What does ‘click and regret’ mean for small retailers?

by | Oct 30, 2019

A new report from Gekko has found that a huge £641 million is wasted online every year from consumers buying goods, regretting the purchase but failing to return the item.

The survey of 2,000 UK adults found:

  • 27% order goods online they regret buying but fail to return
  • 31% confess to being lured into buying items they don’t want or need
  • 70% regularly regret buying things online so send them back.  

There was also unease around the impact of small shopping on the UK high street (70%), and environmental concerns about excess packaging and single-use plastic (75% of respondents).

While Brits love to shop online, nearly half felt that the ease of shopping online fuels extensive shopping habits, 43% said they spend more money online than they originally intended and 65% said they spent more time shopping online than they expected because there’s too much choice.

SME Technology Guide sat down with Daniel Todaro, MD, Gekko, to talk about the report in more detail, and find out what steps small retailers should be taking.

How can small retailers take advantage of this consumer data to get more people in store?

“Consumers’ purses are getting tighter therefore for retailers the ability to offer an experience that enables a considered purchase, rather than impulse or pressured removes buyers’ remorse and increases the consumer’s satisfaction. Satisfaction increases the chances of consumers becoming a repeat customer and that benefits a retailer’s bottom line.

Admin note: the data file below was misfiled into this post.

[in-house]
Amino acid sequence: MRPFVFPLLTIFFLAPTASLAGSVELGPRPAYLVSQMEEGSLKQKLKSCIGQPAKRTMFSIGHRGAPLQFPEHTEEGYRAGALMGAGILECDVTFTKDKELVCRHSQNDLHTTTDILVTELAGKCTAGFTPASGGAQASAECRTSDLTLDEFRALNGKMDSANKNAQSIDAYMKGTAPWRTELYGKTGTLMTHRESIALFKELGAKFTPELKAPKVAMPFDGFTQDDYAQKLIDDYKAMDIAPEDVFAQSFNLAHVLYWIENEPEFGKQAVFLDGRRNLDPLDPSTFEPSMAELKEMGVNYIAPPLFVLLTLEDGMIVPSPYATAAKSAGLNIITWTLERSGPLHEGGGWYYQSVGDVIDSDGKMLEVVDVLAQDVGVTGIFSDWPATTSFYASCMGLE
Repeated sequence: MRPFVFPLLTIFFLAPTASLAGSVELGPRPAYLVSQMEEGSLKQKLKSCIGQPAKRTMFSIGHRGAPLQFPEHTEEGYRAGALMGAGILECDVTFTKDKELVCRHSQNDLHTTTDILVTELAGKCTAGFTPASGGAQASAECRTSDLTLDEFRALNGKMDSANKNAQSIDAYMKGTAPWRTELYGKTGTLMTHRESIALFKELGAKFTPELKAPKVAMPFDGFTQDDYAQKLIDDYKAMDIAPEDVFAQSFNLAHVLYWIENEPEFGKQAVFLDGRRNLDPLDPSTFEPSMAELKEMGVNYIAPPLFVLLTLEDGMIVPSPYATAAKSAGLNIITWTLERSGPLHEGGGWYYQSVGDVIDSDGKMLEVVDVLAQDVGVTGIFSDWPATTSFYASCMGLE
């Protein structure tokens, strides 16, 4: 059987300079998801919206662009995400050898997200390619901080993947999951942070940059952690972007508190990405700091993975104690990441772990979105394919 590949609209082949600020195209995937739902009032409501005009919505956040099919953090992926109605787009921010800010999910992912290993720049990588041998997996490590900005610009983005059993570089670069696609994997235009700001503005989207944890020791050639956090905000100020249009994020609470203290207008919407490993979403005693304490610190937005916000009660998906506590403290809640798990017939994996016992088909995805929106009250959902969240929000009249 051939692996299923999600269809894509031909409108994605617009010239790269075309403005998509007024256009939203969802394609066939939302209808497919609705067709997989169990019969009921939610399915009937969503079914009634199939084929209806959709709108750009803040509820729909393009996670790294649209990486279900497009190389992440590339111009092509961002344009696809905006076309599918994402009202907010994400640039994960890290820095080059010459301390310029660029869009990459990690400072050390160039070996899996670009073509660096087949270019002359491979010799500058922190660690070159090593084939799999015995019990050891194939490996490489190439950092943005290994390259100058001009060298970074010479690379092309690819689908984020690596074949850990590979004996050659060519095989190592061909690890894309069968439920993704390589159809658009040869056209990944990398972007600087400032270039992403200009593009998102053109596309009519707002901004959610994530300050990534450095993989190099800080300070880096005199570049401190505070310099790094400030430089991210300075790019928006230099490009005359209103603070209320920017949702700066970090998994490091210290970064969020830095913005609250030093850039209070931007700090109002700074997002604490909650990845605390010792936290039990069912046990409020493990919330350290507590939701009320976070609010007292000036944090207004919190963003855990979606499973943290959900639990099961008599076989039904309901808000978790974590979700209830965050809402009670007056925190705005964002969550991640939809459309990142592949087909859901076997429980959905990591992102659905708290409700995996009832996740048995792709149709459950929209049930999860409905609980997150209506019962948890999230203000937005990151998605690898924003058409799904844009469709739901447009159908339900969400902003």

“For the more savvy retailer, it’s an opportunity to open an on-going dialogue and engage with your customer in a more personal manner.”   

Is this a sign of a longer term trend? Should small retailers on the high-street stick it out in the hope of a long term turnaround? 

“Yes. Shoppers are aging and those who are beginning to become consumers such as generation z and alpha value are becoming increasingly more astute and aware of sustainability and the need to reduce a personal carbon foot print, holding brands to account by insisting they declare the provenance of the items they make or range and the corporate responsibility they advocate. 

“Independent retailers can do this better than any other as they control the purchasing decisions that can be adapted at a local level to speak to its direct audience.”

As the holiday shopping season approaches, what would your top three tips for small retailers be?

  • Make it relevant to the average shopper that walks past your store, more so to those who have never ventured in because they perceive it to be ‘expensive’, ‘intimidating’, or ’not for them’.
  • Make people aware of yours and the brands you stock corporate responsibility and list provenance
  • Stock a range of items at all prices that meet every pocket, today’s £10 purchase becomes £20 on the next visit.

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